Whether pursuing a fleeing enemy on foot or escaping from a floating mid-air fortress, Zero VFX worked on the chase sequence in the film which consisted of 45 different shots stitched together in post from start to end, creating a plethora of CG elements within the confines of frenzied GoPro footage to bring the scene to life.

What begins with the lead character Henry and sidekick Shartlo Copley pursuing a convoy in the distance soon turns into a non-stop, screen-shaking action set-piece, replete with vans torn apart by miniguns, motorbikes riding through the innards of trucks, and grenades hurling vehicles high into the air as one of the major sequence of the film.

The action was so over-the-top that it felt it could break free from its careful choreography at any given moment. That’s where the challenge lied as Zero instilled a feeling of ‘controlled chaos’ in that sequence to maintain chaotic consistency throughout.

To begin with, Zero created a full-CG convoy, witnessed in the distance. As the heroes got closer, the convoy was replaced by real trucks, which the pair attack with a side-mounted minigun.

Zero 1

Zero, CEO, Brian Drewes explains, “We worked on a lot of full-CG elements like the full-CG convoy, witnessed in the distance. As the heroes got closer, the convoy was replaced by real trucks, which the pair attack with a side-mounted minigun. We added muzzle flashes, as well as all the damage caused to the truck,” says Drewes. “We tore it to shreds, creating all of the debris, the particles flying off from the bullet hits, the blood, and the shells pouring from the minigun. The Zero team also simulated these shells to follow the speed and action of the motorbike, peppering them across the road whenever Henry looked back.”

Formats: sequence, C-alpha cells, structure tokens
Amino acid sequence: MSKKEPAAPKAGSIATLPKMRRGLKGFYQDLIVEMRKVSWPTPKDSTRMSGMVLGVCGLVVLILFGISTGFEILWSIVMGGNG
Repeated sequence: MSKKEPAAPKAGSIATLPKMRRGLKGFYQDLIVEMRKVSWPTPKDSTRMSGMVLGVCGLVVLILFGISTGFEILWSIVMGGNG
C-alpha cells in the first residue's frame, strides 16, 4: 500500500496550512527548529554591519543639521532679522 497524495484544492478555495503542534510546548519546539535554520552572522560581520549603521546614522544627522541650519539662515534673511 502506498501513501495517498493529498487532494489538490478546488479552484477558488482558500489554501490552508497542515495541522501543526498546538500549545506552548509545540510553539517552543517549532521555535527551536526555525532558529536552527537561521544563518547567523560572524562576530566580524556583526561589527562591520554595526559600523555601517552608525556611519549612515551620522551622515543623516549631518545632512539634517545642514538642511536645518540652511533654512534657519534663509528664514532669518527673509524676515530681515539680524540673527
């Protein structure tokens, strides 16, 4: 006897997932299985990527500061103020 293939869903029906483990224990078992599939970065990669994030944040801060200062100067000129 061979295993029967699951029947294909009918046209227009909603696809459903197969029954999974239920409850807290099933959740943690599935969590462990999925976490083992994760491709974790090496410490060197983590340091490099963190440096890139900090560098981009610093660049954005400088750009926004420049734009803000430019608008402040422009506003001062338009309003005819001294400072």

Zero, VFX supervisor, Dan Cayer explains, “Given that these shots were filmed at different times, and some had hard cuts from the camera, that was a major task. Also, we joined the project after it wrapped, so had to utilise a lot of our creativity to ensure each shot matched up without on-set scans and lighting information.”

The stitching and blending across each of the 45 different shots had to be done. And, as each shot was incredibly distinct, there was little to no opportunity to standardise or repeat the approach. Zero had to implement elements such as CG blood and sparks into the flattened, undistorted frame, then make sure that these additions still looked well integrated when the distortion was added back in.

The team Zero created a digi-double character who flies through that windshield following a collision. Smoke, sparks, engulfing fireballs and other debris were also added to enhance the effect.

All in all, a peculiar film Hardcore Henry which had a unique shooting perspective altogether needed the backing of visual effects to gain the momentum and realistic visual experience. The film demanded a distinct kind of VFX work as the audience were not watching the film as third person but actually being the central character and entering every sequence and every frame.